The accessibility of the N-terminal oligoglycine sequence and the C-terminal LPXTG sequence has a dramatic influence on the reaction rate of the transpeptidation. Since this parameter is different for every protein, we recommend testing the substrates empirically, using fluorescently labeled or biotinylated peptides, prior to performing the reaction with the click handles. Design of a linker between the sortase A sequence (Glyn and/or LPXTG) and the protein may be required to enhance the extent of conversion and reaction rate. In cases where the initiator methionine is not removed by methionyl-aminopeptidase in the course of protein expression, a thrombin cleavage site can be cloned directly upstream of the Glyn nucleophile to ensure a clean and active N-terminus [ref]. The optimized protein substrates and conditions can be used with no further modification in transpeptidation reactions with click-handle containing peptides. After purification of the modified proteins, mixing of the azide-containing protein with the cyclooctyne-containing protein in a suitable buffer is sufficient to initiate dimerization of the proteins.
To prepare N-to-N linked proteins, we synthesize peptides containing the LPXTGG sortase A recognition sequence at their C-terminus (X can be any residue but we prefer a polar residue, such as a glutamic acid) and an azido or a cyclooctyne (DIBAC)14 group at the N-terminus of the probe (Figure 2). While the azido group is stable under basic and acidic conditions and can be introduced in the course of synthesis on a solid support, the DIBAC is labile under strong acidic and alkaline conditions14 and is best introduced after cleaving the peptide from the resin.
Peptides for creating C-to-C linked proteins are synthesized with an N-terminal triglycine motif and an azide or cyclooctyne at the C-terminus (Figure 2). Again, the azido group is introduced on the resin by coupling Fmoc-azidolysine-OH or by modifying a lysine side-chain with azidohexanoic acid. The DIBAC group must be introduced after cleaving the peptide off the resin, using cysteine maleimide chemistry to selectively link the cyclooctyne in the presence of a free N-terminus. A fluorescent dye, such as the TAMRA group in peptide 1, can be incorporated for visualization purposes.
Perform a Kaiser test to monitor the extent of coupling 15.
Protocols for the preparation of sortase A from S. aureus and for the N- and C-terminal labeling of proteins are described in detail in other protocols [ref]. Below follows a description for the N- and C-terminal labeling of proteins with the click handles.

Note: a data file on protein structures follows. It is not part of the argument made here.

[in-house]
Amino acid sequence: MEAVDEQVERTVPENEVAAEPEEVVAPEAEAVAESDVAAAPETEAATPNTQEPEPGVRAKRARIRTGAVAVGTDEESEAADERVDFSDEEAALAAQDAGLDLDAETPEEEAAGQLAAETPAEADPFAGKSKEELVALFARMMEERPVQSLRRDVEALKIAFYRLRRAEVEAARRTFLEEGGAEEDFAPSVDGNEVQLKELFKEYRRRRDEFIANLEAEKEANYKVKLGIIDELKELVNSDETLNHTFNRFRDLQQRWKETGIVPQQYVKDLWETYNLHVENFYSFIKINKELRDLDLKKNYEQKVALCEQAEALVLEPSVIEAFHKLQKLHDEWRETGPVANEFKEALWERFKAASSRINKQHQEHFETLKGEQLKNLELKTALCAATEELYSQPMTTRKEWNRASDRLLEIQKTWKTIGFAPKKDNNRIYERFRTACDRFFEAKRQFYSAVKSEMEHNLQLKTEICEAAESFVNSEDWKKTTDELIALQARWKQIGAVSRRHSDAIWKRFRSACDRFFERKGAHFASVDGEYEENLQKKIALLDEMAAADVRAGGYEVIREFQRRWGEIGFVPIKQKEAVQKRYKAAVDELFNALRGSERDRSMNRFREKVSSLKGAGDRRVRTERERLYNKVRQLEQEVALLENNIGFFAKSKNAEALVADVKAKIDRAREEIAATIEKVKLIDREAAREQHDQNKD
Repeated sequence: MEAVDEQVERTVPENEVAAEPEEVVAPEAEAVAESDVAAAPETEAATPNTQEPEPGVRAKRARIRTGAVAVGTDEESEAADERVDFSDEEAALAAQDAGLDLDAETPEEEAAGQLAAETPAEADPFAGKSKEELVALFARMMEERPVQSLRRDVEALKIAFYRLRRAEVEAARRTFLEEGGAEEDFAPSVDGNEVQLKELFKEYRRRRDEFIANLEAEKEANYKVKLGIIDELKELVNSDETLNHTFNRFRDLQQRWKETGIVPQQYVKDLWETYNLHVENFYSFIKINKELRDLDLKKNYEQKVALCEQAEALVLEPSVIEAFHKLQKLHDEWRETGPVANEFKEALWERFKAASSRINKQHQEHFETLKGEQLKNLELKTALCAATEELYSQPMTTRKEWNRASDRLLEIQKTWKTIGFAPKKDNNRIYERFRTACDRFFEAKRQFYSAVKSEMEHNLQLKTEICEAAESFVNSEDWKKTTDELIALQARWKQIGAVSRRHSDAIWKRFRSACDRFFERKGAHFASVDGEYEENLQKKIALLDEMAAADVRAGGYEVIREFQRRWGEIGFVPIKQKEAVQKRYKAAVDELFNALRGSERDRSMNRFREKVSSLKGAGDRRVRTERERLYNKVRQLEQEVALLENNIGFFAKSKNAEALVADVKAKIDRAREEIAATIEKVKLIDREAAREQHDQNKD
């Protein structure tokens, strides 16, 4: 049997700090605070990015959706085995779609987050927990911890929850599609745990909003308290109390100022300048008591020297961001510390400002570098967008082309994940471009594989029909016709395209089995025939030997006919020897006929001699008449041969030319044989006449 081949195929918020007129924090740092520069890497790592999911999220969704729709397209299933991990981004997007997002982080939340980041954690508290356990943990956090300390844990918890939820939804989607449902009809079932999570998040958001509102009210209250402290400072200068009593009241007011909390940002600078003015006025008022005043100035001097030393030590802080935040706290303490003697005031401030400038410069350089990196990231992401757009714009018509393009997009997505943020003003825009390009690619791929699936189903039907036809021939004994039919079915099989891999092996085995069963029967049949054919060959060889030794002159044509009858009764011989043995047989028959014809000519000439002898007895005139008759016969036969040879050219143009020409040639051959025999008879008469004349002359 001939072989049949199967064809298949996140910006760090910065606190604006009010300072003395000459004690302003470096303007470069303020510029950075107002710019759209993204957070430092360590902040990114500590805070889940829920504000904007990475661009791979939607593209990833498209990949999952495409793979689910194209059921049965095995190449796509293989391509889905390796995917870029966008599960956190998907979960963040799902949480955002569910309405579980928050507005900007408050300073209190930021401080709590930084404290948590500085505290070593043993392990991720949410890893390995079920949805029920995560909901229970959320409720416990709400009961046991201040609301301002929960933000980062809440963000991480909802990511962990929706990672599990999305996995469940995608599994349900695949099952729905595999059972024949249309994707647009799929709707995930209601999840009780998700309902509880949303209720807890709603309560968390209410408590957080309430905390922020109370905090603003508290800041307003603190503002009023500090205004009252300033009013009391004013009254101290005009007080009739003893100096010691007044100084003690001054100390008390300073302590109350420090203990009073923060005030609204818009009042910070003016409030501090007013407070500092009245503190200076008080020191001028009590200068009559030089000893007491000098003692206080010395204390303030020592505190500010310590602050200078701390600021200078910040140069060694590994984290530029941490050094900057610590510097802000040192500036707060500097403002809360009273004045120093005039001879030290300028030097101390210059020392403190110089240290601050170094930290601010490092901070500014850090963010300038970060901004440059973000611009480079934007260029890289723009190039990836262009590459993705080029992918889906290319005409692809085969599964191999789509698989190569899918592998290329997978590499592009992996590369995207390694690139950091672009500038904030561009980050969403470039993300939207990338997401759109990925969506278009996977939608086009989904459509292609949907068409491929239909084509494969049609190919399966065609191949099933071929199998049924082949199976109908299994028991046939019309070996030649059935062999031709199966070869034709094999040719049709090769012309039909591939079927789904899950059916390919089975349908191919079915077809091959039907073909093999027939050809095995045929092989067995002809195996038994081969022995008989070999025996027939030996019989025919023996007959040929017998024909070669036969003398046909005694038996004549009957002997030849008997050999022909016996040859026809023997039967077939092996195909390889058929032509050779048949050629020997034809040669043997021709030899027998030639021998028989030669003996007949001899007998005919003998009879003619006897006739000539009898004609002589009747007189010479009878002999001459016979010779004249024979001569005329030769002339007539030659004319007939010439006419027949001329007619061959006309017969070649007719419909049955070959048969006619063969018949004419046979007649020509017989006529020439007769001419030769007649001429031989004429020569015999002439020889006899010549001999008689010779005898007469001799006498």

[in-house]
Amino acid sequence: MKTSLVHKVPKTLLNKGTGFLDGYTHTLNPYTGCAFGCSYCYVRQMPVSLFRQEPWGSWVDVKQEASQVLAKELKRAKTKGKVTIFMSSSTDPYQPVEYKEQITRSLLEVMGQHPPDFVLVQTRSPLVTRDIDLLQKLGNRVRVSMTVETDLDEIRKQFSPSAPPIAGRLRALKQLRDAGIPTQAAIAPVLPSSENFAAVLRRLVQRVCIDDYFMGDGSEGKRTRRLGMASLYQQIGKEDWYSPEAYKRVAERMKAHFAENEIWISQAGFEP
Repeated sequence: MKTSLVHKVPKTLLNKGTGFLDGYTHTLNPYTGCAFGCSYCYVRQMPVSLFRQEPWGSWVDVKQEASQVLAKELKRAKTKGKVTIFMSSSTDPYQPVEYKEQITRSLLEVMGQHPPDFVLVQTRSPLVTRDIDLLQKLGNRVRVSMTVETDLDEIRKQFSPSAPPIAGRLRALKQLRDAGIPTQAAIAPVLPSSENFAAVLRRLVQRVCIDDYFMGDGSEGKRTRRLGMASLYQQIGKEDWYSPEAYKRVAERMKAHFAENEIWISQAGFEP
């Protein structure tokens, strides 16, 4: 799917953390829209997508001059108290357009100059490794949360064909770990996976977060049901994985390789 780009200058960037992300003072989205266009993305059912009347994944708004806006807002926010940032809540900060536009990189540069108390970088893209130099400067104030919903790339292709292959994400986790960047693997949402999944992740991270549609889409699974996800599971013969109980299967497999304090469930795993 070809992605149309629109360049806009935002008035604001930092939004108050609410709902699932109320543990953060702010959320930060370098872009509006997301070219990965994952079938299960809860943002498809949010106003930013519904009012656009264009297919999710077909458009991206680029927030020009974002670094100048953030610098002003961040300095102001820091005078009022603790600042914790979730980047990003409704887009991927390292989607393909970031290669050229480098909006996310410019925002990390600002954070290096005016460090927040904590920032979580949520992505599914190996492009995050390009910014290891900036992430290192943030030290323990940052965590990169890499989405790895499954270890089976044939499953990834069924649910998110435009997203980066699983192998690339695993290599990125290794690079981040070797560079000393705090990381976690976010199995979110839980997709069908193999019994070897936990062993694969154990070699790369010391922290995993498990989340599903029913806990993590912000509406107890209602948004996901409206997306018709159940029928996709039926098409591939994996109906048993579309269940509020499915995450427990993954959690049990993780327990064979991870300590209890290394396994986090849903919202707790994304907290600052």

|Incomplete conversion for C-terminal protein modification||Wrong buffer||The buffer pH should be around pH 7.5. If S. aureus Sortase A is used the buffer should contain 1 mM CaCl2. Avoid using phosphate-based buffers when using S. aureus sortase.|
|The ratio between the C-terminal protein-LPXTGG and GGG-label is not optimal.||Increase the amount of nucleophile. The conditions need to be determined empirically.|
|Sortase is degraded||Prepare a fresh batch of Sortase|
|Sortase is inactive||Test sortase on GFP containing a C-terminal LPETGG motif.|
|C-terminus is not adequately exposed||Extend the C-terminus of the protein by introducing a linker (Gly4Ser)n immediately upstream of the sortase motif.|
|Incomplete conversion for N-terminal protein modification||Wrong buffer||The pH of the reaction mixture should be ~ pH 7.5. If S. aureus Sortase A is used, the buffer should contain 1mM CaCl2. Avoid using phosphate-based buffers when using S. aureus sortase.|
|The ratio between the N-terminal protein-LPETGG and GGG-label is not optimal.||Decrease the amount of protein or increase the amount of LPETGG probe. These conditions need to be determined empirically.|
|Sortase is not active||Test activity of sortase with oligo-glycine GFP|
|N-terminus is not exposed||Increase the length of the Glyn N-terminus|
|Incomplete dimerization||Excess probe from the sortase A reaction remains present.||Purify the reaction mixture by size exclusion column chromatography or an alternative method to resolve protein from click handles.|
|Concentration of proteins is not sufficient.||Check concentration of the starting proteins. Concentrations typically used for dimerization are around 10–80 μM.|
|The ratio of azide and cyclooctyne is not correct.||Check the concentrations and make sure azide and cyclooctyne containing proteins are mixed 1:1.|
|The cyclooctyne has been modified.||Make sure that in the course of peptide synthesis, the cyclooctyne is introduced in the final step to prevent ring rearrangements.|
Exclude the cyclooctyne from azides and/or thiols to prevent unwanted side reactions